From: M.J.Jennings@amtp.cam.ac.uk (Michael Jennings) Organization: University of Cambridge DAMTP Date: 11 Oct 96 19:44:51 References: 1 Followups: 1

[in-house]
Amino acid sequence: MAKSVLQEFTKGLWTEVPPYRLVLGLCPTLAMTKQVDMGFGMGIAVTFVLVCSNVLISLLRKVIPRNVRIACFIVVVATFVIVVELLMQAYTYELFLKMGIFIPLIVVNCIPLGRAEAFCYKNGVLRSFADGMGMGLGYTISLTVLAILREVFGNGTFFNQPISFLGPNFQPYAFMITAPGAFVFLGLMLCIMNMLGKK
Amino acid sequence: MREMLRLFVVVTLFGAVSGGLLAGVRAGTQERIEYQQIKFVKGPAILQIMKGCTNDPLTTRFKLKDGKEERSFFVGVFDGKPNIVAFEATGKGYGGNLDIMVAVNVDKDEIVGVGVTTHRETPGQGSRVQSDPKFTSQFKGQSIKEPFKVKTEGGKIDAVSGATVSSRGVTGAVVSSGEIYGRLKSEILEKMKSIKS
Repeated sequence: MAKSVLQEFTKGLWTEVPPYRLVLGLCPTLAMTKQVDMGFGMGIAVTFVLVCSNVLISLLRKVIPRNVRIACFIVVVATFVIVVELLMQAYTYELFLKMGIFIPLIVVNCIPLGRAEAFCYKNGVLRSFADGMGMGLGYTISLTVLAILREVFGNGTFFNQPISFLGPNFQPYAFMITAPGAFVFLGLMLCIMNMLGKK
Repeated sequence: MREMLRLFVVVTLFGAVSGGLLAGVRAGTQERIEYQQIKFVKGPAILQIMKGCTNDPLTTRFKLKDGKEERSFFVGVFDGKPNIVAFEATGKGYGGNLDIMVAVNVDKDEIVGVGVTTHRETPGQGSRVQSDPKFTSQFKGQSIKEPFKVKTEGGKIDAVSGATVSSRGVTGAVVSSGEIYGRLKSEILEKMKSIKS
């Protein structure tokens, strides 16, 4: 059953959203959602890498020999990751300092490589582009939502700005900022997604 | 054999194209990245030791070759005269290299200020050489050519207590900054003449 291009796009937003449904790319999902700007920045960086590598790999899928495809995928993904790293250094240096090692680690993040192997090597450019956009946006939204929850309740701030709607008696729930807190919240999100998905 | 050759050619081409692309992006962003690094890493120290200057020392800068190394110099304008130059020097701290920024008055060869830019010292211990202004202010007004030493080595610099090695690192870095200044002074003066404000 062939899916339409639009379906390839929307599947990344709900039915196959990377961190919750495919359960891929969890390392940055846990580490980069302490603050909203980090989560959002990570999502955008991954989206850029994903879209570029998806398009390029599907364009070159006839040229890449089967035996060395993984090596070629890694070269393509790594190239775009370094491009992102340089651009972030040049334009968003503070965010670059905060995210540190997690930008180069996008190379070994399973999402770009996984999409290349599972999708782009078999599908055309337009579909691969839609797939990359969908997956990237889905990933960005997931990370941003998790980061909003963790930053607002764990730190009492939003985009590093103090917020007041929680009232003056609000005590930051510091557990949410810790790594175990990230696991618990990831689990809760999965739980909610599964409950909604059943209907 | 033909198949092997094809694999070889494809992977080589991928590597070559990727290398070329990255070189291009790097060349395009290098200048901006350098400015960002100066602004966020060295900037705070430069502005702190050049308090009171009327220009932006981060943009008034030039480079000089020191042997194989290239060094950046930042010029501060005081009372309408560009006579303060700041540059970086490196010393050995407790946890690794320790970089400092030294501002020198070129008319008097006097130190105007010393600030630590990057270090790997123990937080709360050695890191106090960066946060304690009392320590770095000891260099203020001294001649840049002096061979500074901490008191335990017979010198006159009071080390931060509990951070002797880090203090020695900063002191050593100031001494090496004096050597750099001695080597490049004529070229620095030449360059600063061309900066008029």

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In article <airliners.1996.1989@ohare.Chicago.COM>, IMacduff <firstname.lastname@example.org> wrote: > >I would like to hear others views on where advances in aeronautics will >take us and how far away is the end. I find it curious that the basic >design of airliners hasn't changed that much ( nothing revolutionary >anyway) since the 707. How efficient can you make jet engines? Do higher >speeds (supersonic) come free or will they always require compromise (ie >fuel efficiency, safety, approach speeds)? Are there any revolutionary >aerodynamic designs still untried in the wind tunnels or computer >simulations? > >I believe that fifty years from now we will be flying airliners very >similar to todays, with only minor enhancements. They will still be >almost entirely subsonic and have very similar overall performance. Mature technologies can be overthrown, however. I doubt that manual typewriters changed all that much between 1900 and 1980, aprt from incremental improvements. However, technology then produced something better and they were then superceded completely. I believe that something similar will at some point happen with commercial air travel. Do I think we will be still flying in subsonic aircraft similar to what we have now in 20 years time? Yes. Do I think we will e still flying in subsonic aircraft similar to what we have now in 50 years time? Maybe. Do I think we will be still flying in subsonic aircraft similar to what we have now in 100 years time. No. Michael. -- Michael Jennings Department of Applied Mathematics and Theoretical Physics The University of Cambridge. http://www.damtp.cam.ac.uk/user/mjj12 email@example.com "A long habit of not thinking a thing wrong, gives it a superficial appearance of being right, and raises at first a formidable outcry in defence of custom. But tumult soon subsides. Time makes more converts than reason" -- Tom Paine.